30. San Francisco – 12.7 – -2
31. Buffalo – 12.1 – +1
32. Los Angeles – -3.4 – -2
WAR is sum of both pitcher and batter WAR. Check out the breakdown by each category here. Total column is sum of WAR B and P. wRAA, FRAA, and wSB are based on league average.
Going into this season, the
New York Highlanders had eight straight seasons above .500, and six straight seasons with 90+ runs. As of this writing the Highlanders sit three games under .500, at 24-27. Certainly at the start of the season I wasn’t expecting them to be performing like this. So what’s going on?
Well, like most things in baseball, it’s a combination of hitting and pitching performances being down compared to last year.
Starting out looking at the offensive performances:
Out at New York this year are
Nicholas Dreifort, LA,
Rafael Barrios, and
Hector Wheat, both still a free agents, and
Brian Song, SCO. While losing Song wasn’t a big deal, he was -0.7 WAR last year, the other three combined to be about 1.8 WAR.
The two free agent signings that came in to replace those guys were
Khalil Lee, 4.2 WAR last season, and
Raul Castillo, 2.9 WAR, both of whom came from Detroit. While Lee has been earning his salary so far this season, he’s currently on track to get to about 3.5-4 WAR this season, Castillo has not been, currently about -.3 WAR so far this season.
Outside of those three players, the rest of the offense has actually been performing above last year’s statistics, which suggests that maybe the pitching is to blame.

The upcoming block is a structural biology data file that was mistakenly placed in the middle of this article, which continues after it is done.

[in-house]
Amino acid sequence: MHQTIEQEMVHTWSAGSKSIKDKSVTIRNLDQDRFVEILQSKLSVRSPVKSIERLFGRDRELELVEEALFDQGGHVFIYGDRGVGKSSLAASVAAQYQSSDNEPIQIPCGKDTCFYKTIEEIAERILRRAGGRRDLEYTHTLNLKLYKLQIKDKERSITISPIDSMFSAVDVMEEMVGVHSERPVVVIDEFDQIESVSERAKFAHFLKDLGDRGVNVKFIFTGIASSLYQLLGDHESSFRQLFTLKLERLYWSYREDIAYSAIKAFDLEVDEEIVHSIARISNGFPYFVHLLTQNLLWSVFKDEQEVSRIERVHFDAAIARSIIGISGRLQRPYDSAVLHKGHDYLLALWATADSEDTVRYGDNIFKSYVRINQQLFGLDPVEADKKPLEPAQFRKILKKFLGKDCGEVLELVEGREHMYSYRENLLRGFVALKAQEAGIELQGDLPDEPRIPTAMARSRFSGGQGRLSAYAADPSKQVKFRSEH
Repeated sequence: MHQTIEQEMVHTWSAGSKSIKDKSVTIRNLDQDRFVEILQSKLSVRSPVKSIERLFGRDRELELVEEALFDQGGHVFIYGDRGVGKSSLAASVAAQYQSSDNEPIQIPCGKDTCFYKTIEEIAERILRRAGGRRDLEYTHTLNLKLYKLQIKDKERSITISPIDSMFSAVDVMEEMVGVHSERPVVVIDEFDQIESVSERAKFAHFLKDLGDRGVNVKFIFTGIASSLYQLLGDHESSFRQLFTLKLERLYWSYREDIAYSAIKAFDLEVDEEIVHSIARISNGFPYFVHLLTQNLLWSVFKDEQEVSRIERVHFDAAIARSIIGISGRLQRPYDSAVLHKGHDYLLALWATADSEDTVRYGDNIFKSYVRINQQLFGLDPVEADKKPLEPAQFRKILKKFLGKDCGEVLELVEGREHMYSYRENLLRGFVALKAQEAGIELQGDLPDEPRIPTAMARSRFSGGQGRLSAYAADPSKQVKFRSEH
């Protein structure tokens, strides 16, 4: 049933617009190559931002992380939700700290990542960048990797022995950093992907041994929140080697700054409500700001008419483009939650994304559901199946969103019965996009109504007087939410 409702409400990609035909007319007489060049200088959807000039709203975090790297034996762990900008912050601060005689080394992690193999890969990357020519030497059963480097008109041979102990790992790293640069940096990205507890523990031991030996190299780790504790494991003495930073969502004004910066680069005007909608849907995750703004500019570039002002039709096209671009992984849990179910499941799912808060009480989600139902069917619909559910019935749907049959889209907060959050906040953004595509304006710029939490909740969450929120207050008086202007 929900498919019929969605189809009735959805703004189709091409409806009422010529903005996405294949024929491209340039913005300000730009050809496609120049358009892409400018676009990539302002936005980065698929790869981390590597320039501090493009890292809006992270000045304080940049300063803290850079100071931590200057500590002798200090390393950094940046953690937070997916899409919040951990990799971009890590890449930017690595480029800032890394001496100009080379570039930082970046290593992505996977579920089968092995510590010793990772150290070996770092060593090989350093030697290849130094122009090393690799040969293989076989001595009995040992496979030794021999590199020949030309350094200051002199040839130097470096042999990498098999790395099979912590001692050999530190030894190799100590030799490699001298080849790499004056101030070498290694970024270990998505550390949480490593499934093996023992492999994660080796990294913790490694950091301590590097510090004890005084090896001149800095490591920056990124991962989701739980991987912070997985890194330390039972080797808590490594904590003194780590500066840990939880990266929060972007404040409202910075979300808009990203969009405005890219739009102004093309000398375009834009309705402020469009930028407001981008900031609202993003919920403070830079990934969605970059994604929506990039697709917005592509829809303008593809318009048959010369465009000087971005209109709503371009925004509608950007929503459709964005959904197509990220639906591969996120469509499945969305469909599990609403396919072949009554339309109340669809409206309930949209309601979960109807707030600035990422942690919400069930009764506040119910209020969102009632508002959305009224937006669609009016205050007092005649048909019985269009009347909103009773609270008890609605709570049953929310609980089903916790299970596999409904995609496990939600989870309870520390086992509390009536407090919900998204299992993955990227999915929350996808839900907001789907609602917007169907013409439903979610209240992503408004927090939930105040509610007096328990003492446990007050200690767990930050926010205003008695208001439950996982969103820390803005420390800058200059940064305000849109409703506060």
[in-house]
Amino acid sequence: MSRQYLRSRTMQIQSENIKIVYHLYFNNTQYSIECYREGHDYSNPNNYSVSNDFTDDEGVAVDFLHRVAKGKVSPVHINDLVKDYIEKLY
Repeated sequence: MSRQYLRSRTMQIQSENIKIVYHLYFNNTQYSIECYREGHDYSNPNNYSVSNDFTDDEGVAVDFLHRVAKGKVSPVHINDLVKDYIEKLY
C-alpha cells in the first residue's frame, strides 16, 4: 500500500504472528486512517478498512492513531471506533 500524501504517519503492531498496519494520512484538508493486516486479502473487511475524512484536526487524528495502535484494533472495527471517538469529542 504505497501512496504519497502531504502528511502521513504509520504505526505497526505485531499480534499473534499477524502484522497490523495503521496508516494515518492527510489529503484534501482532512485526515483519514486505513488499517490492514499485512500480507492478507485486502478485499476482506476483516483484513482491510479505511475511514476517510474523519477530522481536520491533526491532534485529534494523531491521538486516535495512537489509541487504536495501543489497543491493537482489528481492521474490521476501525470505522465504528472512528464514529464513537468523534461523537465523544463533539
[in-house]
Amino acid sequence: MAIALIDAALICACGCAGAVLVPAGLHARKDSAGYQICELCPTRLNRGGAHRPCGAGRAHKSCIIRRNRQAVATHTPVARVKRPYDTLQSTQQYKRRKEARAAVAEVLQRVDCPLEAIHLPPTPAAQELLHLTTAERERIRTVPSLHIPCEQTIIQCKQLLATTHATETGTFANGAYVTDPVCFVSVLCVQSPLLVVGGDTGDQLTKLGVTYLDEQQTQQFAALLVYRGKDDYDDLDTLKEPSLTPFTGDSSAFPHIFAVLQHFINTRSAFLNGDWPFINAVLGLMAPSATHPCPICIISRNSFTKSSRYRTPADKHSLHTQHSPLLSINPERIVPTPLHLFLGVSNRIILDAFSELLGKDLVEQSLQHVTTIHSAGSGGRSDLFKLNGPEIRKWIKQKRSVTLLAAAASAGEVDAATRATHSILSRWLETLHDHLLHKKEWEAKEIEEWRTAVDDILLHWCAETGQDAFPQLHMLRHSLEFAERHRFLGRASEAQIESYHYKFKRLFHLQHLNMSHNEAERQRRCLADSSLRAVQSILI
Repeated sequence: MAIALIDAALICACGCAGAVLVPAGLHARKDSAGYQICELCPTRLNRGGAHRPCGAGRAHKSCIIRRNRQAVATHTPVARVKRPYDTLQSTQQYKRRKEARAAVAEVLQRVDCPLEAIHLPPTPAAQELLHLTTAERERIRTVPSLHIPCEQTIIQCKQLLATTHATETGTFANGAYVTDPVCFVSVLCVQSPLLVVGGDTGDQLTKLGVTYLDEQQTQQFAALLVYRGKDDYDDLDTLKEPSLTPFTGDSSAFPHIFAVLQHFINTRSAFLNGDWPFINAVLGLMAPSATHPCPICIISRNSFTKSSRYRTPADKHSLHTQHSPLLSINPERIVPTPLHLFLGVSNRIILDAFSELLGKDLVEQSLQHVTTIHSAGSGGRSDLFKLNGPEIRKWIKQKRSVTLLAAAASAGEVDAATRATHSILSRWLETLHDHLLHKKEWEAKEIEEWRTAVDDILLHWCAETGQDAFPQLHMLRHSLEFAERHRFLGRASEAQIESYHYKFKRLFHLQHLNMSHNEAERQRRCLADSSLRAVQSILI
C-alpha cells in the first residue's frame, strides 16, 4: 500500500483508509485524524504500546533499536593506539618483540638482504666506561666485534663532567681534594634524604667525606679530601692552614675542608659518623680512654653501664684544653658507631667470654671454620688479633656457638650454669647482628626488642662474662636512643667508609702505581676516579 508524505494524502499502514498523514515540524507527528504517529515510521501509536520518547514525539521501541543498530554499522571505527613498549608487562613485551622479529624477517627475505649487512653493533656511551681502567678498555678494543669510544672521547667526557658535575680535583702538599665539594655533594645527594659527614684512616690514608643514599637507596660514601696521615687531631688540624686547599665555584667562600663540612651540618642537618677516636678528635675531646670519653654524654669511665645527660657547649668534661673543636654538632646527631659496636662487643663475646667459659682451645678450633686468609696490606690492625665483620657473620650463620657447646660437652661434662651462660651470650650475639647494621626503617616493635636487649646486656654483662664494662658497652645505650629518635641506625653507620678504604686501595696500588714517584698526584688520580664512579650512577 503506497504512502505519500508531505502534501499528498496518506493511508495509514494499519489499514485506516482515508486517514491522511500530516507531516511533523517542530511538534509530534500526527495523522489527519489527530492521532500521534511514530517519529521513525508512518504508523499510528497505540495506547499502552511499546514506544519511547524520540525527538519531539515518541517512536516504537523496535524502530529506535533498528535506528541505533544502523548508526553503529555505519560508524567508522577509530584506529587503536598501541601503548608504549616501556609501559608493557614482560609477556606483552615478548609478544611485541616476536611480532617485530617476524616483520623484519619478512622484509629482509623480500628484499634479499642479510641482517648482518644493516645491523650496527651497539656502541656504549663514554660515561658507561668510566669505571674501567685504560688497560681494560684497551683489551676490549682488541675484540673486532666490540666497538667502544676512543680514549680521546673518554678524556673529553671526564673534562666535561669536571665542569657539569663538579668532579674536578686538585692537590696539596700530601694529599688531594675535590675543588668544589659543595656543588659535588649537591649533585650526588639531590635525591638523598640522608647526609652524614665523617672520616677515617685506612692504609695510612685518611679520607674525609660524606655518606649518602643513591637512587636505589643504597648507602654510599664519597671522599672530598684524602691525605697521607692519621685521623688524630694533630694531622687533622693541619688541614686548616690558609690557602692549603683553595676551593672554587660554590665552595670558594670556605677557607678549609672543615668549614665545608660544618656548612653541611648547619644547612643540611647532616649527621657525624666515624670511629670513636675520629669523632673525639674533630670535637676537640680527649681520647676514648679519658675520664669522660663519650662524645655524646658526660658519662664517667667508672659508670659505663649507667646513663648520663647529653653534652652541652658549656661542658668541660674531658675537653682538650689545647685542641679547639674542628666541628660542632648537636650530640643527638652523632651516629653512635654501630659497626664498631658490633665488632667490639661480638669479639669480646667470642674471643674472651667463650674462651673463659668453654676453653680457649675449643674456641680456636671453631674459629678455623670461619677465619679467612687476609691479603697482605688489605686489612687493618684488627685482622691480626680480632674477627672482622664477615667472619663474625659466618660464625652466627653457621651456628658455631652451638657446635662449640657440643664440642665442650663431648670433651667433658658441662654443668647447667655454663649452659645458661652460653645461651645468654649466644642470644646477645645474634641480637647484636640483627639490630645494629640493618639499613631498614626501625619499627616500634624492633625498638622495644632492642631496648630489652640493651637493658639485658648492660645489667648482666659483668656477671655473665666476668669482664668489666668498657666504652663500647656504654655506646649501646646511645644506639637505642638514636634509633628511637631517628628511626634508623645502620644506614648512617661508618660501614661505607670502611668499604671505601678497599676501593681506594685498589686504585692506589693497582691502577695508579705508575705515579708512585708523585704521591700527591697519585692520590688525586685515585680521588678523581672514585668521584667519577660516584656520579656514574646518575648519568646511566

The biggest disappointment for the Highlanders has to be
Darrell May who is pitching essentially just above replacement level, a year after posting an incredible 7.08 WAR.
But it’s not just May who’s having a down year so far, it’s the entire rotation.
As an entire staff, New York’s whip this year is 16 points higher than last, and has already given up 243 runs this year. Last year they only gave up 573 the entire year. They are almost halfway to their entire total and we’re a little more than a quarter of the way through the season.
So where do they go from here? Well I definitely don’t see them sitting at or near .500 the rest of the year, their pitching staff is just too good for that to happen. Between Rooney, Lawrie and May, they have three excellent starters, and possibley the best reliever in the majors in
Don Burch. But there are some definite improvements that could be made, particularly up the middle.
I’ve uploaded the first quarter WAR spreadsheet with the full breakdown for all players in the league.